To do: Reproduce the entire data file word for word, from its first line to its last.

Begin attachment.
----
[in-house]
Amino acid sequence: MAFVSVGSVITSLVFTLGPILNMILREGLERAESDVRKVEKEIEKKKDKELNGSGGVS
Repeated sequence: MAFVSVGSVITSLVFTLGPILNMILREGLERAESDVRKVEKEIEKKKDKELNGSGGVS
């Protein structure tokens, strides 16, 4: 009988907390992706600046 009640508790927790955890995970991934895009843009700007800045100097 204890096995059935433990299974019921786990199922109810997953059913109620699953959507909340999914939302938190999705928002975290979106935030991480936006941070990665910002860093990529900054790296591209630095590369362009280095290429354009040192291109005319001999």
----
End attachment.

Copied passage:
[in-house]
Amino acid sequence: MAFVSVGSVITSLVFTLGPILNMILREGLERAESDVRKVEKEIEKKKDKELNGSGGVS
Repeated sequence: MAFVSVGSVITSLVFTLGPILNMILREGLERAESDVRKVEKEIEKKKDKELNGSGGVS
């Protein structure tokens, strides 16, 4: 009988907390992706600046 009640508790927790955890995970991934895009843009700007800045100097 204890096995059935433990299974019921786990199922109810997953059913109620699953959507909340999914939302938190999705928002975290979106935030991480936006941070990665910002860093990529900054790296591209630095590369362009280095290429354009040192291109005319001999």